Vitamin D Helps with Respiratory Infections – But COVID?

Croissance!Public enthusiasm for vitamin D during the COVID pandemic has been impressive. An ardent fan base follows every twist and turn in this saga. Observational studies find lower risk in people who have higher vitamin D level. Then an RCT comes along to muddy the water by finding no benefit.

Two new studies provide new encouragement for the fan club. But if you look closely, you’ll realize that there’s nothing new here – and no assurance that vitamin D will save you from COVID.

Another Correlation Study

JAMA Open Network published another correlation study that found a significant association between higher vitamin D levels in Black individuals and their risk for COVID-19. They found no correlation in White individuals.

Researchers concluded merely that this needs more study. But that didn’t stop the press office at the University of Chicago Medical Center. “High vitamin D levels may protect against COVID-19, especially for Black people” was the bold headline on a press release. It would have been accurate if the headline said “may or may not protect,” but that would not have been so splashy.

Some Real Protection from Respiratory Infections

More meaningful is a new study in Lancet Diabetes and Endocrinology. David Jolliffe completed a systematic review and meta-analysis of randomized studies testing vitamin D supplementation to prevent respiratory infections. They found a significant effect. In fact, they saw a roughly 20 to 30 percent reduction in respiratory infections when people took daily supplements of vitamin D. The doses ranged from 400 to 1,000 units daily. The authors explain that the benefit appears to be real, but small. They also note that any relevance for COVID-19 is, as yet, unknown.

But Don’t Count on Vitamin D for Protection from COVID

Getting enough vitamin D can indeed help a person’s health. But by now, it’s obvious that it is not our best bet for protection from COVID-19. When people decline a COVID vaccine in favor of taking vitamins, they are putting themselves at risk. Vaccines currently approved in the U.S. are 100 percent effective for preventing serious illness and death from COVID-19. Even seriously flawed and cherry-picked data for Vitamin D shows no such benefit.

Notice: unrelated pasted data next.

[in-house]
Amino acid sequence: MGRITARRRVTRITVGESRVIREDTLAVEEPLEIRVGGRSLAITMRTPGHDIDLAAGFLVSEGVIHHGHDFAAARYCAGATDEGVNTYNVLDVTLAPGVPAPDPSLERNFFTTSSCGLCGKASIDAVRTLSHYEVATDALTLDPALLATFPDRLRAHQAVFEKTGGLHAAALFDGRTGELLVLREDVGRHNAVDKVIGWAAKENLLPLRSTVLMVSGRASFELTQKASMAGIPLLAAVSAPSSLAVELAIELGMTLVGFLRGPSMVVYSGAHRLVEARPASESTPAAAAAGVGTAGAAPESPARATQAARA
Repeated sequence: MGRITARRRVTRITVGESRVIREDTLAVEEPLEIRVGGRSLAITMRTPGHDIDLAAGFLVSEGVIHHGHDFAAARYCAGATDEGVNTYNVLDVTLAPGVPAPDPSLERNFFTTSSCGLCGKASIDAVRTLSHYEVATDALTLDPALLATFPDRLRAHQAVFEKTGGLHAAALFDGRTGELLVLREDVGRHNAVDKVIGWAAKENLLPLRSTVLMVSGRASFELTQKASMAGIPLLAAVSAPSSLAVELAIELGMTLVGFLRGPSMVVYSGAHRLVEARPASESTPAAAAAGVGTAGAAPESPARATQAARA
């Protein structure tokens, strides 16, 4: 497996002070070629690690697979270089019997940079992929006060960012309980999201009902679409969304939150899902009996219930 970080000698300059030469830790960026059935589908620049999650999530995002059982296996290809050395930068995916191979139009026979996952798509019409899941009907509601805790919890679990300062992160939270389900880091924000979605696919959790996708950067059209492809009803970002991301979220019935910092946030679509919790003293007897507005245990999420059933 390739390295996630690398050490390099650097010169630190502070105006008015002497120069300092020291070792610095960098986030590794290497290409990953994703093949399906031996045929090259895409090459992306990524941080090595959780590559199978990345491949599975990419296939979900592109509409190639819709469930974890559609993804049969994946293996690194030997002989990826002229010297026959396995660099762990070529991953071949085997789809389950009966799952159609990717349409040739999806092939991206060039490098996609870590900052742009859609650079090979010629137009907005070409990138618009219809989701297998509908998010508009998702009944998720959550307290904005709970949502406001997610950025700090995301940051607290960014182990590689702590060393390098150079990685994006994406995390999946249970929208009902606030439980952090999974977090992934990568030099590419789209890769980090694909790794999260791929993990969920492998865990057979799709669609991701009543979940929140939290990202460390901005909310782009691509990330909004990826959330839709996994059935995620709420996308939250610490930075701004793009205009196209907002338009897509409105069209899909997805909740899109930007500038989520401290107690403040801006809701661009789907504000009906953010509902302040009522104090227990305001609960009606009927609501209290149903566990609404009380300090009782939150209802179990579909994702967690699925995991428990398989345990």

So we hope that the recent infatuation with vitamin D to prevent COVID-19 is fading, as Google Trends data might suggest. While this vitamin is good for health in reasonable doses, it’s no substitute for better measures like vaccines, masks, and physical distance to prevent COVID-19.

Click here for the study in JAMA Open Networks and here for the study in Lancet.

Croissance! Poster from Library and Archives Canada / flickr

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April 2, 2021

2 Responses to “Vitamin D Helps with Respiratory Infections – But COVID?”

  1. April 02, 2021 at 9:04 am, David Brown said:

    400 to 1,000 IU of vitamin D is hardly enough to furnish substantial protection from cold and flu viruses. “The latest International studies indicate that a blood level of more than 30ng/ml (75nmol/L) is a level that indicates protection against serious or fatal Covid-19 infection. A target level of 40ng/ml (100nmol/L) would appear to be appropriate, and to achieve this vitamin D in a daily supplement of 4,000 units is effective, perfectly safe, and costs about £12 per year.”

    To be sure, people of color are more vulnerable to COVID-19 infections and complications than light-skinned individuals.

    However, this difference disappears when vitamin D sufficiency is achieved.

    The controversy could be resolved using newly developed technology.

    • April 03, 2021 at 6:32 am, Ted said:

      David, the references you are citing link to opinions, anecdotes, and observational reports. Not evidence that vitamin D provides protection from COVID-19. So the fact remains, that it’s a good idea to make sure you have adequate levels of vitamin D. But it won’t protect a person from COVID like a vaccine, mask, and social distance will.